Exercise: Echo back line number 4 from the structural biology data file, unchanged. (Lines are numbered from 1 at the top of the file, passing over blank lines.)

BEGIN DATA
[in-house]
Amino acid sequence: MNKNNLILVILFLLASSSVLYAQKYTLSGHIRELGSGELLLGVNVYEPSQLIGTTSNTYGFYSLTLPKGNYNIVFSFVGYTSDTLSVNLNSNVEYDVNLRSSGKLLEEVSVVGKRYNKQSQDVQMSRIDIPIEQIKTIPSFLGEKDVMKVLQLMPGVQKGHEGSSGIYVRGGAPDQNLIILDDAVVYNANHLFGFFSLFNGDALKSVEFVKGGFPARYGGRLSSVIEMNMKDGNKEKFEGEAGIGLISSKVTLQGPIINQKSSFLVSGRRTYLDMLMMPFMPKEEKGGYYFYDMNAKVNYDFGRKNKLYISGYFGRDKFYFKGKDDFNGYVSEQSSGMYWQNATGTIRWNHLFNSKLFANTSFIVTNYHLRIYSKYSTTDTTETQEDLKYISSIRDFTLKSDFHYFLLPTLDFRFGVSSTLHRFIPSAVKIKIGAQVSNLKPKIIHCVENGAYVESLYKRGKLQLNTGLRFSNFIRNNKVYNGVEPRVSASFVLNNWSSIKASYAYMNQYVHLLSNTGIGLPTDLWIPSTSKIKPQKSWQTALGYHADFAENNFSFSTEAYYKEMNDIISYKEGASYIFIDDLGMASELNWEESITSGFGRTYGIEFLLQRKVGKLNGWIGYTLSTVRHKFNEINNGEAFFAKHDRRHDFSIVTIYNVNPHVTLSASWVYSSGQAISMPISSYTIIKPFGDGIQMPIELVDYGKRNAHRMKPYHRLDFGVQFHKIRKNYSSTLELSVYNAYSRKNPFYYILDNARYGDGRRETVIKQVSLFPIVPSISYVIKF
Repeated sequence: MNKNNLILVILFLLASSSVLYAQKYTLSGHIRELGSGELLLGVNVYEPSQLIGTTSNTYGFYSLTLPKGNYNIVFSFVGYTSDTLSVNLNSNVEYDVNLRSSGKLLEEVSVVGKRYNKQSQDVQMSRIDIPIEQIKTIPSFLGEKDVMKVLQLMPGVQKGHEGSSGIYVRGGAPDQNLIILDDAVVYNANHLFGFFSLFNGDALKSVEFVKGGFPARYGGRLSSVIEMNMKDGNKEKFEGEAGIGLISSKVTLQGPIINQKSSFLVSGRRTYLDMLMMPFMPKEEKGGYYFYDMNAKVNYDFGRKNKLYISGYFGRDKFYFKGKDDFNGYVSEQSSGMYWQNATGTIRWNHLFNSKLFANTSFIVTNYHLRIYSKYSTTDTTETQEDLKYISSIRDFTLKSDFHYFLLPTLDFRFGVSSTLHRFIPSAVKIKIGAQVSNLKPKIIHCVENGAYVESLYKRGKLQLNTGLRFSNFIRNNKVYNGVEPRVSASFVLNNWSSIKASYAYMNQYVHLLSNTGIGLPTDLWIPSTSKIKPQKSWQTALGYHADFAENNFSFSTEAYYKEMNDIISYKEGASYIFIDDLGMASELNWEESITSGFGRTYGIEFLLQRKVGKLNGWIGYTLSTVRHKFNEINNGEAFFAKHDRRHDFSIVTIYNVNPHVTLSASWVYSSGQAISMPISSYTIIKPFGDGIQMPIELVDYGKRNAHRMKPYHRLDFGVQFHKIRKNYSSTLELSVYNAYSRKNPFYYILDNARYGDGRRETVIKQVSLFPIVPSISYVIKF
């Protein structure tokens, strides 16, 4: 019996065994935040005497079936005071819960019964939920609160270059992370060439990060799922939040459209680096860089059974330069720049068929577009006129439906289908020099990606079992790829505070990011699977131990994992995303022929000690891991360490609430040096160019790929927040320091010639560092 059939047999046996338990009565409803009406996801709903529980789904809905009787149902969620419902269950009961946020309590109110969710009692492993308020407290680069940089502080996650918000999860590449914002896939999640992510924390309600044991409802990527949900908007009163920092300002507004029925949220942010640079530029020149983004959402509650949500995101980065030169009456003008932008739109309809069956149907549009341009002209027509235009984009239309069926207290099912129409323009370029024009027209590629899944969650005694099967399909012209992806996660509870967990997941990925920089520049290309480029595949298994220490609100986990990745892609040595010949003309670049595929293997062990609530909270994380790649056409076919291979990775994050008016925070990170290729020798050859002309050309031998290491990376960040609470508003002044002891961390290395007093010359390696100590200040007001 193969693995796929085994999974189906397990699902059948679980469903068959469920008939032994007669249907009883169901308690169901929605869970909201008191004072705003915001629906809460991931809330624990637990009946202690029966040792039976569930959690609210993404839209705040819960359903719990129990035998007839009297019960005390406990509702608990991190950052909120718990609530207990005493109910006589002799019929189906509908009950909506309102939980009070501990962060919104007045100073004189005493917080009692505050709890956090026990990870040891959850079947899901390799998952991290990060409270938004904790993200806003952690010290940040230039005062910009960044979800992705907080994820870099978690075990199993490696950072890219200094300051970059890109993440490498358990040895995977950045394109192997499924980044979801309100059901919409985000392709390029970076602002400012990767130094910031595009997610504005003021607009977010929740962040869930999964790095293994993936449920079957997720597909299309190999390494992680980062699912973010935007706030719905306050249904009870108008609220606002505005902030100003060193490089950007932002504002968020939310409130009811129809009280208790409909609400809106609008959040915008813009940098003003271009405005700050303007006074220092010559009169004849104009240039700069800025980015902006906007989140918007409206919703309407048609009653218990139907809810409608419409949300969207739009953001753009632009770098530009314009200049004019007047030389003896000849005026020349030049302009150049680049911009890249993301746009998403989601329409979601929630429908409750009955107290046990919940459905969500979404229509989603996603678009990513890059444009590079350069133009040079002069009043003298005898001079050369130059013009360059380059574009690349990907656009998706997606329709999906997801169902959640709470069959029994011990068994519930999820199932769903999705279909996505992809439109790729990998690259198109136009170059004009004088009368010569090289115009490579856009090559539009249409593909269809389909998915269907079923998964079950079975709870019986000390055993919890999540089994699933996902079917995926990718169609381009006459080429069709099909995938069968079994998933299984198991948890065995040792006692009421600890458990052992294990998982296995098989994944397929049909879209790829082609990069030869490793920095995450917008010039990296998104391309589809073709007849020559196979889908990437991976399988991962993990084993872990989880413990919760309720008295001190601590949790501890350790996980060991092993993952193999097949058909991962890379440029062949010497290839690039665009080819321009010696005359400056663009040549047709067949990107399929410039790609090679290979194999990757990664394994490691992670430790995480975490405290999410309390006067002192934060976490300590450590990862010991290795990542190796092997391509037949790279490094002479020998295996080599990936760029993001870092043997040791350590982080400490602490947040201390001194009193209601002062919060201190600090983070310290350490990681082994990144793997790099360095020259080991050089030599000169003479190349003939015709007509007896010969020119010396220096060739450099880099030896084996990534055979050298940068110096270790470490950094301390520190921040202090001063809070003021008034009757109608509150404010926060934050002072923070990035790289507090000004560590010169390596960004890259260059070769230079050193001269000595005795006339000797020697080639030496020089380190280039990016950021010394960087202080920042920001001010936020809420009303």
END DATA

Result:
């Protein structure tokens, strides 16, 4: 019996065994935040005497079936005071819960019964939920609160270059992370060439990060799922939040459209680096860089059974330069720049068929577009006129439906289908020099990606079992790829505070990011699977131990994992995303022929000690891991360490609430040096160019790929927040320091010639560092 059939047999046996338990009565409803009406996801709903529980789904809905009787149902969620419902269950009961946020309590109110969710009692492993308020407290680069940089502080996650918000999860590449914002896939999640992510924390309600044991409802990527949900908007009163920092300002507004029925949220942010640079530029020149983004959402509650949500995101980065030169009456003008932008739109309809069956149907549009341009002209027509235009984009239309069926207290099912129409323009370029024009027209590629899944969650005694099967399909012209992806996660509870967990997941990925920089520049290309480029595949298994220490609100986990990745892609040595010949003309670049595929293997062990609530909270994380790649056409076919291979990775994050008016925070990170290729020798050859002309050309031998290491990376960040609470508003002044002891961390290395007093010359390696100590200040007001 193969693995796929085994999974189906397990699902059948679980469903068959469920008939032994007669249907009883169901308690169901929605869970909201008191004072705003915001629906809460991931809330624990637990009946202690029966040792039976569930959690609210993404839209705040819960359903719990129990035998007839009297019960005390406990509702608990991190950052909120718990609530207990005493109910006589002799019929189906509908009950909506309102939980009070501990962060919104007045100073004189005493917080009692505050709890956090026990990870040891959850079947899901390799998952991290990060409270938004904790993200806003952690010290940040230039005062910009960044979800992705907080994820870099978690075990199993490696950072890219200094300051970059890109993440490498358990040895995977950045394109192997499924980044979801309100059901919409985000392709390029970076602002400012990767130094910031595009997610504005003021607009977010929740962040869930999964790095293994993936449920079957997720597909299309190999390494992680980062699912973010935007706030719905306050249904009870108008609220606002505005902030100003060193490089950007932002504002968020939310409130009811129809009280208790409909609400809106609008959040915008813009940098003003271009405005700050303007006074220092010559009169004849104009240039700069800025980015902006906007989140918007409206919703309407048609009653218990139907809810409608419409949300969207739009953001753009632009770098530009314009200049004019007047030389003896000849005026020349030049302009150049680049911009890249993301746009998403989601329409979601929630429908409750009955107290046990919940459905969500979404229509989603996603678009990513890059444009590079350069133009040079002069009043003298005898001079050369130059013009360059380059574009690349990907656009998706997606329709999906997801169902959640709470069959029994011990068994519930999820199932769903999705279909996505992809439109790729990998690259198109136009170059004009004088009368010569090289115009490579856009090559539009249409593909269809389909998915269907079923998964079950079975709870019986000390055993919890999540089994699933996902079917995926990718169609381009006459080429069709099909995938069968079994998933299984198991948890065995040792006692009421600890458990052992294990998982296995098989994944397929049909879209790829082609990069030869490793920095995450917008010039990296998104391309589809073709007849020559196979889908990437991976399988991962993990084993872990989880413990919760309720008295001190601590949790501890350790996980060991092993993952193999097949058909991962890379440029062949010497290839690039665009080819321009010696005359400056663009040549047709067949990107399929410039790609090679290979194999990757990664394994490691992670430790995480975490405290999410309390006067002192934060976490300590450590990862010991290795990542190796092997391509037949790279490094002479020998295996080599990936760029993001870092043997040791350590982080400490602490947040201390001194009193209601002062919060201190600090983070310290350490990681082994990144793997790099360095020259080991050089030599000169003479190349003939015709007509007896010969020119010396220096060739450099880099030896084996990534055979050298940068110096270790470490950094301390520190921040202090001063809070003021008034009757109608509150404010926060934050002072923070990035790289507090000004560590010169390596960004890259260059070769230079050193001269000595005795006339000797020697080639030496020089380190280039990016950021010394960087202080920042920001001010936020809420009303």